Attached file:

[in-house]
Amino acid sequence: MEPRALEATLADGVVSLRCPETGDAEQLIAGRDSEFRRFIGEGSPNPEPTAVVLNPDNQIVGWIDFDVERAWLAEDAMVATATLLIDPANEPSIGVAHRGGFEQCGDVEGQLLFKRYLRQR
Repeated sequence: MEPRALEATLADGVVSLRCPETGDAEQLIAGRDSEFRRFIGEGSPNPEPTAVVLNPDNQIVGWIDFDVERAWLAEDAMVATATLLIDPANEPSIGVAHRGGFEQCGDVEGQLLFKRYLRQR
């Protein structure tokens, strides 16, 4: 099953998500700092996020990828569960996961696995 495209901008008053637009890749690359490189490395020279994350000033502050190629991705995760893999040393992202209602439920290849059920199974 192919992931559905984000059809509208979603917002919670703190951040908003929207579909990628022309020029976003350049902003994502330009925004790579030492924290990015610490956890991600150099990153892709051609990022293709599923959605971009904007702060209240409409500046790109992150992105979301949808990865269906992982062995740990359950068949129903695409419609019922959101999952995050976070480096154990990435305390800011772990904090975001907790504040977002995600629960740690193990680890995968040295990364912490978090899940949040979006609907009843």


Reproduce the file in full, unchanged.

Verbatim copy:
[in-house]
Amino acid sequence: MEPRALEATLADGVVSLRCPETGDAEQLIAGRDSEFRRFIGEGSPNPEPTAVVLNPDNQIVGWIDFDVERAWLAEDAMVATATLLIDPANEPSIGVAHRGGFEQCGDVEGQLLFKRYLRQR
Repeated sequence: MEPRALEATLADGVVSLRCPETGDAEQLIAGRDSEFRRFIGEGSPNPEPTAVVLNPDNQIVGWIDFDVERAWLAEDAMVATATLLIDPANEPSIGVAHRGGFEQCGDVEGQLLFKRYLRQR
């Protein structure tokens, strides 16, 4: 099953998500700092996020990828569960996961696995 495209901008008053637009890749690359490189490395020279994350000033502050190629991705995760893999040393992202209602439920290849059920199974 192919992931559905984000059809509208979603917002919670703190951040908003929207579909990628022309020029976003350049902003994502330009925004790579030492924290990015610490956890991600150099990153892709051609990022293709599923959605971009904007702060209240409409500046790109992150992105979301949808990865269906992982062995740990359950068949129903695409419609019922959101999952995050976070480096154990990435305390800011772990904090975001907790504040977002995600629960740690193990680890995968040295990364912490978090899940949040979006609907009843």